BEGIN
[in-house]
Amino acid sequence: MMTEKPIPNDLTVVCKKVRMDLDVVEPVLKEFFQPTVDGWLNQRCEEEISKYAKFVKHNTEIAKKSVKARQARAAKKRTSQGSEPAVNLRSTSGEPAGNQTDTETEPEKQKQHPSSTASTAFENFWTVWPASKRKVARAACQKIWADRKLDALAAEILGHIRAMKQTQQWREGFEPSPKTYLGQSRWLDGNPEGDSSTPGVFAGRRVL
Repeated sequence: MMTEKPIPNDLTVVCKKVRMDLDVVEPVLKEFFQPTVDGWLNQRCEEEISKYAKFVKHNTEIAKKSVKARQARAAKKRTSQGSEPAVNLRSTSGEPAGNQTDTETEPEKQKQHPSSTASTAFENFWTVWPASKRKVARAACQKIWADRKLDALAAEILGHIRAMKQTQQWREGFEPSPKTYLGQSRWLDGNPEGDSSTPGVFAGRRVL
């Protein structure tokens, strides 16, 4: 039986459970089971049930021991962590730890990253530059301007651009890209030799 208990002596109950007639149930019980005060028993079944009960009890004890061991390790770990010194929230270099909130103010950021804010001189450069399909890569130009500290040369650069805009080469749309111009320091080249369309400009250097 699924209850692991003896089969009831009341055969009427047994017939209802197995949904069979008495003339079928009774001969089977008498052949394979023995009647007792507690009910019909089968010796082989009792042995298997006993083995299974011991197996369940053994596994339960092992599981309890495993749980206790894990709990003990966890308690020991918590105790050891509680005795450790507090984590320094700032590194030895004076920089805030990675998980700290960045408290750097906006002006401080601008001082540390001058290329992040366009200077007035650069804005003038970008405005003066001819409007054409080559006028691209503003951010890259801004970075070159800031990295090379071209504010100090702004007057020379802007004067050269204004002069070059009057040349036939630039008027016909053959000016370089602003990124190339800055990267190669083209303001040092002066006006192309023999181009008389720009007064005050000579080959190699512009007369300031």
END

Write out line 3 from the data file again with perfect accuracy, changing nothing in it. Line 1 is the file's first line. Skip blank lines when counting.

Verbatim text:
Repeated sequence: MMTEKPIPNDLTVVCKKVRMDLDVVEPVLKEFFQPTVDGWLNQRCEEEISKYAKFVKHNTEIAKKSVKARQARAAKKRTSQGSEPAVNLRSTSGEPAGNQTDTETEPEKQKQHPSSTASTAFENFWTVWPASKRKVARAACQKIWADRKLDALAAEILGHIRAMKQTQQWREGFEPSPKTYLGQSRWLDGNPEGDSSTPGVFAGRRVL